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Sales Tax 101 (Sales Tax Basics)

Fact: All Transactions (Including E-Commerce) May Be Subject to Sales or Use Tax

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Written by: Monika Miles, Miles Consulting Group, Inc. (formerly Labhart Miles)

As a result of specific exemptions, some transactions are free of tax (and we'll outline those scenarios below). However, we hope the title above will help to dispel that still-popular e-commerce myth that all internet transactions are tax-free. (That's simply not the case.) Sales (and use) tax rules apply regardless of business model, business size or order method - on-line transactions included. The magic is in understanding the rules and working within them! This is a primer on some of those sales and use tax basics.

While "Sales Tax 101" is intended as an easy-to-read introduction to key sales tax concepts, please realize that multi-state taxation is based upon many state statutes and regulations which can vary greatly by jurisdiction, as well as circumstances. Given the many variables, this content is intended for informational purposes only (per the disclaimer at bottom of page), and may not necessarily apply directly to your particular situation.

We strongly recommend that companies, especially those that are new to this area and/or transacting significant business across state lines, work with a specialist in multi-state taxation in order to establish potential exposure areas and a workable compliance system, prior to taking any action.

The Growing Importance of Sales Tax

Sales tax has long been a challenge for businesses given that it must be taken into consideration in both sales and purchase transactions. (When selling, a business must ensure that it is properly collecting and remitting sales tax. When purchasing, a business must also factor in sales tax, although often in the form of the complementary "use tax".)

However, business sales tax is becoming an even more complex issue, as technological advances fuel e-commerce growth and allow even small on-line vendors to develop a multi-state presence. The resulting compliance complexities, as well as related concerns about fair taxation, mean that sales tax has become not only part of our daily business conversation - but an issue that every company needs to understand.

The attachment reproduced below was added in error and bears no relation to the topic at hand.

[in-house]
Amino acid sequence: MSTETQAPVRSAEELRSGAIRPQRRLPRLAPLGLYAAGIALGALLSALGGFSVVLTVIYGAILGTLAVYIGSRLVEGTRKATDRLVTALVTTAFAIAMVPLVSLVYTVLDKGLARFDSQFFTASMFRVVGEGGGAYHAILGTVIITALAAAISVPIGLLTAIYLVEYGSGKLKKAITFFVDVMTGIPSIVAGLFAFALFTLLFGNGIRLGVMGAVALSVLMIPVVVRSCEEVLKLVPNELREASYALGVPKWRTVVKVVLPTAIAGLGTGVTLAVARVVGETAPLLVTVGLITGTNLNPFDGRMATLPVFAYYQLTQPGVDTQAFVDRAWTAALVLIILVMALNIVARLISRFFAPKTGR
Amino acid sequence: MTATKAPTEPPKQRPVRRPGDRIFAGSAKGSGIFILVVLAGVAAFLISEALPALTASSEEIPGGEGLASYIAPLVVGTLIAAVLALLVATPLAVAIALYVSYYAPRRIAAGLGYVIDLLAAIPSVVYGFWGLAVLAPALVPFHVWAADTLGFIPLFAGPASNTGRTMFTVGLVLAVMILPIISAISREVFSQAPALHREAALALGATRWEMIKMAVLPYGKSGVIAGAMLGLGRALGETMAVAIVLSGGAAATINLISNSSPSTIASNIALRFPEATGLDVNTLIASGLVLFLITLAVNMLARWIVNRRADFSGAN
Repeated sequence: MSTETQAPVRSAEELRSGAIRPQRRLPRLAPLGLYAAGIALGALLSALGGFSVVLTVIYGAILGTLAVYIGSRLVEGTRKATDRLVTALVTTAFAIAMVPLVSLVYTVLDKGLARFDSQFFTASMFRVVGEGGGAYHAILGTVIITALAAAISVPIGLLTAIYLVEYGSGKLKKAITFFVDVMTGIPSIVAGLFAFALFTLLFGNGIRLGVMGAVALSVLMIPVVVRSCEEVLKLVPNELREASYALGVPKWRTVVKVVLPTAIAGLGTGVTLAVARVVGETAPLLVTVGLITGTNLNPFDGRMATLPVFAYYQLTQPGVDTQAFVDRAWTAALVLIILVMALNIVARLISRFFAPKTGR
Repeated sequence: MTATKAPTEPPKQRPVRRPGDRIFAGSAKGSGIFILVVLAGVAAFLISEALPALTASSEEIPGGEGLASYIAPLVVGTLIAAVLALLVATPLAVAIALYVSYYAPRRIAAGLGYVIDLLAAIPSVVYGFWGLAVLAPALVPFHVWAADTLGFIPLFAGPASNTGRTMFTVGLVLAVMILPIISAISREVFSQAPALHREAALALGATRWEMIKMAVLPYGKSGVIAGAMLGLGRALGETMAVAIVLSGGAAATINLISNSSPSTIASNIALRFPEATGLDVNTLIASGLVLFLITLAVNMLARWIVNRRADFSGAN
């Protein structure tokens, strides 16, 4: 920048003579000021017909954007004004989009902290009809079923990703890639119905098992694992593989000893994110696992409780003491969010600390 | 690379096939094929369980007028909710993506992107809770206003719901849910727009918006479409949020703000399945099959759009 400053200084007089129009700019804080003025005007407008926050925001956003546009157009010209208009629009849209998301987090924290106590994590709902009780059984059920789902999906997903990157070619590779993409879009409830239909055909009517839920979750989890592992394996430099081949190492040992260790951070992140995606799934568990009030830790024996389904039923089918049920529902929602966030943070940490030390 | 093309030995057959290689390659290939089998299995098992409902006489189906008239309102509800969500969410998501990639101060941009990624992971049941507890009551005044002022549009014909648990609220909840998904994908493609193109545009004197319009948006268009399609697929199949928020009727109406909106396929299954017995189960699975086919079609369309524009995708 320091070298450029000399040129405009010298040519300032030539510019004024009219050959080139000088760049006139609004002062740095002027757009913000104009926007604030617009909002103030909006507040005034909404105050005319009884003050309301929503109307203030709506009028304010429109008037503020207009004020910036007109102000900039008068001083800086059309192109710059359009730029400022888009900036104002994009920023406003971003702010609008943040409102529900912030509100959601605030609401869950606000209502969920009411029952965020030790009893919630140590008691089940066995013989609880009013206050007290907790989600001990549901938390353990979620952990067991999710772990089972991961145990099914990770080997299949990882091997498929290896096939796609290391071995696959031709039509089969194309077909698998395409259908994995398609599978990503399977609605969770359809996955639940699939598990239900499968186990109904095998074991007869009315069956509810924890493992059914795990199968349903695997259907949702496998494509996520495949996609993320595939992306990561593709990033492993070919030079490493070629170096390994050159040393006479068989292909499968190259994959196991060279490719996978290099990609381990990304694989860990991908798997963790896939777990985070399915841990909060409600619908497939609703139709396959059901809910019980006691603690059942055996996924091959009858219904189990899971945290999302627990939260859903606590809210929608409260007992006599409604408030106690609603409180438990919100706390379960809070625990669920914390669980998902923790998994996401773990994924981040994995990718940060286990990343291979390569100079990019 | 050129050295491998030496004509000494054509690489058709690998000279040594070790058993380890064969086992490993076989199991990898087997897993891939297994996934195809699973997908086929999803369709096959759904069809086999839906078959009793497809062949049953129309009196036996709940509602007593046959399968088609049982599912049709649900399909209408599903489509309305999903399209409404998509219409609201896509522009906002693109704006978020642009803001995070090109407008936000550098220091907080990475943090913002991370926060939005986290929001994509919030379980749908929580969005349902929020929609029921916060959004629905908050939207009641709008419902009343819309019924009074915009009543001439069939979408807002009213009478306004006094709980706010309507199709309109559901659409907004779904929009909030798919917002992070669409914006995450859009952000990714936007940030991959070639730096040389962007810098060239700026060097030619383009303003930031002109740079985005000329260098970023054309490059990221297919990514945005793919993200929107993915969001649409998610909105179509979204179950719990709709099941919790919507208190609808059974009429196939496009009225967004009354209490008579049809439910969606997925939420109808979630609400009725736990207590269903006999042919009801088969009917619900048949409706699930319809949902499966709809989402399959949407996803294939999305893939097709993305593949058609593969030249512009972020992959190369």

So... What exactly is Sales Tax?

Sales tax is a tax imposed by state and local jurisdictions on retailers for the privilege of selling tangible personal property (TPP) in that jurisdiction. Forty five states, plus the District of Columbia impose a sales tax (and a complementary use tax) on retail sales of TPP and certain services. The responsibility of collection of the sales tax is generally borne by the seller, if the seller has the minimum connection necessary (or nexus) with the state to require the seller to collect and remit the tax. If the seller does not have the minimum connection necessary to require it to charge sales tax, the purchaser must self remit the use tax. The use tax is a complementary tax imposed on the ultimate consumer of the tangible personal property which is not subject to sales tax, but is stored, used, or consumed in the state of the purchaser.

Example: Susie, who resides in Texas, received a catalog from ShoesGalore and has selected several pair she'd like to order. She reviews the order form and notes in the fine print that customers in CA, FL, and IL, must add sales tax. Susie happily sends in her order form and feels like she has saved the sales tax. (Once Susie receives the shoes and begins to use them, she should however, remit the corresponding use tax to the state of Texas.) Note that if the example had read that instead of ordering shoes from a catalog, Susie ordered the shoes online, the outcome would have been the same. Really, the internet is just one large online catalog.

Why It's Important: Sales tax is a pass through tax. The thing that concerns most companies is the burden and cost of collection and remittance of the taxes. (There are, by some counts, over 8,000 taxing jurisdictions in the country.) Even though the consumer is usually ultimately responsible for tax, if the seller has nexus, the obligation to collect is on the seller. And in an audit scenario, a state can look back to the seller to collect the liability. Even with a sophisticated software program, a company is likely to have a significant compliance burden.

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Please access the following Sales Tax 101 sections to learn more about sales (and use)tax:

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